3. It’s your fault

Another favourite trick of toxic people is that, no matter how ridiculous, they find a way to switch the blame for any conflict to the other person. Apparently, as a communication expert (his words) I should be able to prove my expertise by taking insults from random strangers.

‘The ability to cushion unprecedented and unpredictable responses from anyone among thousands of people should aptly demonstrate your expertise.’

This is a common misunderstanding among toxic people. An insult does not have to offend you for it to be wrong. People have no right be abusive and offensive towards you. More importantly, it suggests a lack of respect and if left unchecked; it usually escalates into something more serious.

You don’t remove insulting, abusive people from your life because they hurt your feelings. You remove them because they have raised their hand to tell you that they are unworthy of your time and attention. And, by nipping it in the bud early, you can save yourself a great deal of pain further down the line.

4. Unrealistic expectations

Toxic people almost always have expectations which far outweigh the value they contribute. Take the following part of the response:

‘by now you should have rated me and recommended some of your materials to me rather than shoving me off.’

Do keep in mind that this person was not a customer. They had not paid me one cent for my work; nor did I request money from them. I provide a large quantify of resources free of charge but this guy seems to think that I am supposed to offer him some individualised service which would require a lot of time and attention. There are many thousands of people on my email lists. It would simply be impossible for me to offer such a service, free of charge, and maintain a healthy business.

I am a firm believer in regularly reviewing your relationships so that you can compare the value (positive/negative) someone brings to your life to the demands they make upon your time and attention.

5. Don’t be so precious

The response basically accuses me of being too precious for having a problem with being insulted/abused:

‘Always expecting pleasant comments. may not always be so. Be open to accommodate anyone’

I agree with the first part of this. It would indeed be unrealistic to expect that you are going to go through life without receiving insults/abuse. It’s going to happen, whether you like it or not.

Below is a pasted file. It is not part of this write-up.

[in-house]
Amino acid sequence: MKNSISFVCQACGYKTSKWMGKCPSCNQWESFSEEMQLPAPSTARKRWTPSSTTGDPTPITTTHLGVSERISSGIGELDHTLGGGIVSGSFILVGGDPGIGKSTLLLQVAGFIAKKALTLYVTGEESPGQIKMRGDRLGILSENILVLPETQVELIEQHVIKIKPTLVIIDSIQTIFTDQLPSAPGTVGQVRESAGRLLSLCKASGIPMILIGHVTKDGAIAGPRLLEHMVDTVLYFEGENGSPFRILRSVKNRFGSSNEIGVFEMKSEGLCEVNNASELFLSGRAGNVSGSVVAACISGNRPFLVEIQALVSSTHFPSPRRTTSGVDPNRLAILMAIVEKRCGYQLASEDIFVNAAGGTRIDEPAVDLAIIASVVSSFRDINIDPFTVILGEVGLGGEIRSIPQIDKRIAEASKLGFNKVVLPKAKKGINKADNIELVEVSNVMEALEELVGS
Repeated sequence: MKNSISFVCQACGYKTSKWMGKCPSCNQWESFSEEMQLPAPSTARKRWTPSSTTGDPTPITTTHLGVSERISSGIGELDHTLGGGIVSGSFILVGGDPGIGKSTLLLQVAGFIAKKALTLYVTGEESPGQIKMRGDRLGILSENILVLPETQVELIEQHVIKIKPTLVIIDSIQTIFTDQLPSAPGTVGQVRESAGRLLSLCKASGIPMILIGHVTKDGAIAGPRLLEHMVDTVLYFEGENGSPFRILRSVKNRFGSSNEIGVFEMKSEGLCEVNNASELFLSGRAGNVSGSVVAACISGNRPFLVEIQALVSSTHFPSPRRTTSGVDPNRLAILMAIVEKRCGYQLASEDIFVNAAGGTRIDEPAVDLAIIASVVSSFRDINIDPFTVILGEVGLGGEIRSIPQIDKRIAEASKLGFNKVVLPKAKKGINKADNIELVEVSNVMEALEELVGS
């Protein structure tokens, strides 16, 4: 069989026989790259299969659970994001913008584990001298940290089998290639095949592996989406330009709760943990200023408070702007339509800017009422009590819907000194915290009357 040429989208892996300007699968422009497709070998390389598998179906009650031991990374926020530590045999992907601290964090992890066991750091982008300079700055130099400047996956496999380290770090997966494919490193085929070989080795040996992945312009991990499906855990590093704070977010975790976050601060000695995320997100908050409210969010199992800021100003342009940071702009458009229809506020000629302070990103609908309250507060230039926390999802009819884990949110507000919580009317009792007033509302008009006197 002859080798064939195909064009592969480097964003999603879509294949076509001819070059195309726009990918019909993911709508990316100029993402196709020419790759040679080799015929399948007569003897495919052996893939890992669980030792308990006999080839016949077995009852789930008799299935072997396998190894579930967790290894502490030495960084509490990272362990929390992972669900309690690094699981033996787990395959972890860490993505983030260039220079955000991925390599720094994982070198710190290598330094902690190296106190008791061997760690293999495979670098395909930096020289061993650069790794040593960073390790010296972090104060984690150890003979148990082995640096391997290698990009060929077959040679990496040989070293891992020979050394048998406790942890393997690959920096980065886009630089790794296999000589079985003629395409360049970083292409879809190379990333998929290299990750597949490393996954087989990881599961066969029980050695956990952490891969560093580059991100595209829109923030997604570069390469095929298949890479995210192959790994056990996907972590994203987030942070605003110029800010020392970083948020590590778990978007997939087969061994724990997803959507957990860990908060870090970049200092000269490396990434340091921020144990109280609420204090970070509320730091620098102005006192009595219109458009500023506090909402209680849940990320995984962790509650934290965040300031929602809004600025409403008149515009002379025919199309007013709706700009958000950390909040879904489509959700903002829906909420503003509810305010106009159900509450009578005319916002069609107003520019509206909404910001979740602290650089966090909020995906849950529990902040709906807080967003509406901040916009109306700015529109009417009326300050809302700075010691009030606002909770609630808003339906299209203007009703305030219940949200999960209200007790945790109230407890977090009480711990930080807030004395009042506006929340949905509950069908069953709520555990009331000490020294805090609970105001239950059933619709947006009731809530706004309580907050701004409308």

However, that doesn’t mean that you must accept it. You still have the right to remove that person from your life, reduce your exposure to them or in some cases, if you have the authority, discipline them.

The late Dr. Wayne W. Dyer used to say that you teach people how to treat you. If you are willing to let insults and abuse go, that is your right but if you want to crack down on it; you are perfectly entitled to.

Just be aware, that your response will tell the other person whether they can or cannot treat you that way.

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6. A lack of self-awareness

The following piece of the response really takes the biscuit for me:

‘my response shows you have work on your hands or dont you think am one of the reasons why you are out there; to teach and instruct so at the end your work would have been accomplished by helping me.’

This guy really fails to see that while he is the centre of his own world, other people can happily survive without him in their world.

Apparently, him being abusive towards me was just a sign of the big exciting challenge that lies before me.

I certainly am somebody who gets excited by big challenges which add big value to my life.

But what value would there be for me in providing such a personalised service for someone who has done nothing but abuse me?

Toxic people struggle to realise that the rest of the world is not there to serve their needs and demands.

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Conclusion

I am an advocate for trying to have peaceful, loving relationships. I have worked over the years to improve my relationship building skills. Great relationships really bring value to our everyday lives. They bring happiness, and joy and they are often the difference between success and failure as we strive to achieve our biggest goals. However, not all relationships are equal. Some people are toxic. While they will be a small percentage of the people in your life, they will create a large percentage of the problems in your life. These people are best removed from your life or, at the very least, pushed to the periphery. Their behaviour is not always the easiest to recognise but this article should have given you some good pointers.